Profit levels for the Canadian computer and electronic product manufacturing industry reached $2.1 billion in 2006, nearly double 2005 levels, but will now begin to slow, according to a recent report from the Conference Board of Canada.
The strong growth in 2006 was attributed mainly to declining capital and material costs, and while profit levels have recovered they still lag behind their tech boom highs. Margins are even stronger and are forecasted to reach six per cent in 2007, just off the pre-bust peak.
“The industry’s performance is finally getting back to normal after the tech-bust,” said Michael Burt, a senior economist with the Conference Board. “The industry is smaller than it was at its peak, but in terms of profitability and profit margins it’s back where it was.”
The strong profit growth of 2006 isn’t likely to be repeated though, said Burt, predicting average annual growth of just 3.1 per cent over the next five years thanks to declining prices, modest production growth, and a lack of access to skilled workers combined with increasing wages. A high Canadian dollar had also lowered the cost of input components, but the dollar’s forecast decline will also dampen profit growth.
“This lack of further appreciation in value of the dollar and even a small decline from its current level will take away some of the benefit the industry has received in terms of lower input prices, detracting from profitability,” he said.
In addition, much of the industry’s recent strong profit growth has been due to cost-cutting and the contraction of the industry, Burt said, noting the sector has cut material costs alone by one-third over the past six years.
“Most of the low-hanging fruit has been plucked in that regard,” said Burt. “They cannot continue to drive costs down forever.”
By industry, growth in demand for IT products is expected to remain weak in the telecommunications sector as traditional incumbents, dealing with the challenges posed by new competitors and technologies, remain cautious about new investments. The financial services sector, however, will continue to have a large appetite for IT to fuel its strong profit growth.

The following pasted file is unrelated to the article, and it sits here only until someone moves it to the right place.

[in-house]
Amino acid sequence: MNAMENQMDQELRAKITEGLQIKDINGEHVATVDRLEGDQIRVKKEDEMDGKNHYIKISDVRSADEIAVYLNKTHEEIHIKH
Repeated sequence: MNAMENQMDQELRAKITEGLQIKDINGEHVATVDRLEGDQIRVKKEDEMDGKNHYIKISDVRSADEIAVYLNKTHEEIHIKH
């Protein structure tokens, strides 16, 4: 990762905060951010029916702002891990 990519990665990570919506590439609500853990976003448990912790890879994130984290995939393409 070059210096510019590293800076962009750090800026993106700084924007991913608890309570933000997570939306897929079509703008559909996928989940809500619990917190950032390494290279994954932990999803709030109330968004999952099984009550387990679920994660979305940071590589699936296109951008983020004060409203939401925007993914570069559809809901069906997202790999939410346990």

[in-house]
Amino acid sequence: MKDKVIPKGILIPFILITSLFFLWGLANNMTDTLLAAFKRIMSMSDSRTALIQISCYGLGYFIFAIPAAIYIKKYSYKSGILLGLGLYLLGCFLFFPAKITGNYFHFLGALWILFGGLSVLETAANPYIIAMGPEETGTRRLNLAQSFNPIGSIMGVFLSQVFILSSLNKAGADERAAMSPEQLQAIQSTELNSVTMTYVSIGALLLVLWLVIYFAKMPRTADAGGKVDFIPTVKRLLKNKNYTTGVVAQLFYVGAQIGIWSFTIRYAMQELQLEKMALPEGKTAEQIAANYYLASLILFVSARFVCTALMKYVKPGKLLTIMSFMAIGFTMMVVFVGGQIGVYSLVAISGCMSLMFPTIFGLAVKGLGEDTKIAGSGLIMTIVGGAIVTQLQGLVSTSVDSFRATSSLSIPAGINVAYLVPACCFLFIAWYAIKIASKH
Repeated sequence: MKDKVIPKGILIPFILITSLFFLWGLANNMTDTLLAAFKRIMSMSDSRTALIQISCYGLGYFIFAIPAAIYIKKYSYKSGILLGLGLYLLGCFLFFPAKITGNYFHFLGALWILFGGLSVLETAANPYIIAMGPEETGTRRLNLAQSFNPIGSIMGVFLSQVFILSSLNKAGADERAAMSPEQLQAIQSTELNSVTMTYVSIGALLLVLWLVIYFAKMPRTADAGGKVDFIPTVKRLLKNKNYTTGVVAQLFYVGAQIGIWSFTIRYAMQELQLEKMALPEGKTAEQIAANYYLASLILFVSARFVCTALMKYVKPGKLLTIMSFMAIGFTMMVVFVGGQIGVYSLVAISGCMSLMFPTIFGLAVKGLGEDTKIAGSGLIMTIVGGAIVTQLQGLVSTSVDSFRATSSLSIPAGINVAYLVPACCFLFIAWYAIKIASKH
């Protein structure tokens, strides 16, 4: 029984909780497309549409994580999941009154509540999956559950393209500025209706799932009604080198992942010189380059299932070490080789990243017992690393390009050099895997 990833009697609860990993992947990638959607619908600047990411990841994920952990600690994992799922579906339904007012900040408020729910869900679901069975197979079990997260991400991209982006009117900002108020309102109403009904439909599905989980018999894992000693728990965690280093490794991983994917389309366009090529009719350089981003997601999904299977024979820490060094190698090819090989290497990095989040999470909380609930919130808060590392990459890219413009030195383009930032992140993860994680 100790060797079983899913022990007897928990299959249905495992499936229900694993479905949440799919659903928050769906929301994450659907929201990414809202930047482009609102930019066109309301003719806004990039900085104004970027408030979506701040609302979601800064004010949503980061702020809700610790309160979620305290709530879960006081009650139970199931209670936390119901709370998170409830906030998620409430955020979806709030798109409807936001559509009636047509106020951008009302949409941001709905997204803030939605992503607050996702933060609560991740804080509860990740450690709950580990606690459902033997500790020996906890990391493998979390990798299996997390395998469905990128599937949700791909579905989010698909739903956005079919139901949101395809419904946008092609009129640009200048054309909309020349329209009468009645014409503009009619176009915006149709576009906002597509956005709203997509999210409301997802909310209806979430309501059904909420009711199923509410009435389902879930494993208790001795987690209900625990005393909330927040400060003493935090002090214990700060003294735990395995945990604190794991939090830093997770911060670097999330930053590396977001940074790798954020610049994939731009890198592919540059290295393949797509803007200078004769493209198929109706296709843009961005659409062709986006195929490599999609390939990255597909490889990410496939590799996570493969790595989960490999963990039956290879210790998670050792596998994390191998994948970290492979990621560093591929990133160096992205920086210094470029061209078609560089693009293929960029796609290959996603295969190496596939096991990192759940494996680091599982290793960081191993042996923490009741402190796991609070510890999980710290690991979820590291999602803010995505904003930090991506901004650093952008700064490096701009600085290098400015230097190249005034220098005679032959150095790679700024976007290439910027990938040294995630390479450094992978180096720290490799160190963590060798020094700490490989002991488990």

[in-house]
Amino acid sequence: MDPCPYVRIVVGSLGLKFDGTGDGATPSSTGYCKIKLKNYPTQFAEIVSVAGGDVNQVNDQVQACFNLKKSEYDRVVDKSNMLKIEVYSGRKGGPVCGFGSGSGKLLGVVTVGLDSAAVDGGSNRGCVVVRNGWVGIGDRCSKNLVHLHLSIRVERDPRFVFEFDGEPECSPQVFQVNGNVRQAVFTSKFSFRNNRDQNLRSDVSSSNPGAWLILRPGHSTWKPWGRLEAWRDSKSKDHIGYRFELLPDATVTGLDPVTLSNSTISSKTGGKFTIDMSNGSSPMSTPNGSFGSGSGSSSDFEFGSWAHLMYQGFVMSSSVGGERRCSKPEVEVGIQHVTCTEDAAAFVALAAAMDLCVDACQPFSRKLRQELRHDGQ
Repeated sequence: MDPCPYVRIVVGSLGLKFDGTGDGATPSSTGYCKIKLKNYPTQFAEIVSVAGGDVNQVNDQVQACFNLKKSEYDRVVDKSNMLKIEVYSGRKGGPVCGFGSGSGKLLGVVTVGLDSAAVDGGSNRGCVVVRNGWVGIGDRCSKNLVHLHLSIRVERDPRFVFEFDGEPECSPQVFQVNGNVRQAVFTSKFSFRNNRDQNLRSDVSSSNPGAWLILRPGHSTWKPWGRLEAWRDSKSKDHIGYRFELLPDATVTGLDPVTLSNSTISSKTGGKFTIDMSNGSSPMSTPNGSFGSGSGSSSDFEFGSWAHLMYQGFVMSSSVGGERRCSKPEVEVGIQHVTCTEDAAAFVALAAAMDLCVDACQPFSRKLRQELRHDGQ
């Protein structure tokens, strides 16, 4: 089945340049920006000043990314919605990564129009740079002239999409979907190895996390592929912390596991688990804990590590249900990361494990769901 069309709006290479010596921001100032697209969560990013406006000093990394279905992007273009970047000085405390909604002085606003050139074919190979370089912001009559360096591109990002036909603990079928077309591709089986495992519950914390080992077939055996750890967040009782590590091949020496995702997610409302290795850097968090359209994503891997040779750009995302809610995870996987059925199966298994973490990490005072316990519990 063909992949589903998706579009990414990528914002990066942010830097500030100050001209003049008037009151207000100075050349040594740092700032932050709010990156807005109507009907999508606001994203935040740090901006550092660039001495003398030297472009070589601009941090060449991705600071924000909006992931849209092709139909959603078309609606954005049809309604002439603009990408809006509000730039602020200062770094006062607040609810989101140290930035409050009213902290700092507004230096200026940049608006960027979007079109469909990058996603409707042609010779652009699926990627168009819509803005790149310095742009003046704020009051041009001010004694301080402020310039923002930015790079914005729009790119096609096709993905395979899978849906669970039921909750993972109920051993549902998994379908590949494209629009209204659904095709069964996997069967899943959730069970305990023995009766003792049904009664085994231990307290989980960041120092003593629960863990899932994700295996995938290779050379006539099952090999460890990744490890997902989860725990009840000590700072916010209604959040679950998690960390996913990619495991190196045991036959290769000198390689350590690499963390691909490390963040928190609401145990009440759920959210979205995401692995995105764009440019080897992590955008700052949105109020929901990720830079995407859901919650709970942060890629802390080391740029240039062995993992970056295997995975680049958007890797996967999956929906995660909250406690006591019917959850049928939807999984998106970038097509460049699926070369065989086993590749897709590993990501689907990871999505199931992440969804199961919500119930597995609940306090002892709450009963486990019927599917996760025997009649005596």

Constraining the IT industry’s ability to meet that demand however is the current high capacity utilization, which Burt said Statistics Canada pegs at just under 90 per cent. Utilization is at its highest levels since 2000, and the industry will need to invest in infrastructure just to maintain current capabilities.
“We have seen an increase in investment by the industry in Canada but not at a rate to match the increase in demand,” said Burt, adding many of the investments by Canadian companies are happening overseas.
That’s not the case for IT distributor TechData Canada, however. TechData opened an expanded integration centre in Mississauga, Ont. earlier this year that includes 160 benches with Gigabit Ethernet connectivity, KVM switching control from 25 stations and additional servers to manage image uploads and back-up capabilities.
TechData Canada president Rick Reid said the enlarged facility has helped fuel a tenfold surge in order and unit production since it came online.
“More and more of our customer base is discovering that it just makes more sense to have the configuration function take place at the source of the product procurement,” said Reid. “We’ve expanded our configuration capabilities, both here and in the West, to allow our customers to have the configuration work done before it leaves our centre and is shipped directly to our end-user accounts.”
Only one quarter into the fiscal year, TechData Canada is already on track for the highest volume year in the history of the subsidiary, exceeding even the peaks of the dot-com boom, Reid said. And while he admits average selling prices have dropped by 50 per cent or more over the past five to six years, Reid notes revenues are higher than ever and demand is increasing.
“End users are migrating from desktops to notebooks and they’re migrating to more enhanced network capabilities,” said Reid. “VoIP is becoming commonplace and security software was small a few years ago but is now one of our largest revenue creators.”
And with the expanded integration centre in place, Reid is confident the company now has the capacity to meet that increased future demand.
“We’re not at all uncomfortable. We’re in a position to bring on much more than we currently do,” said Reid. “We’re already up to multiple shifts and we handled peak volumes through the March period, which is our biggest period, with ease.”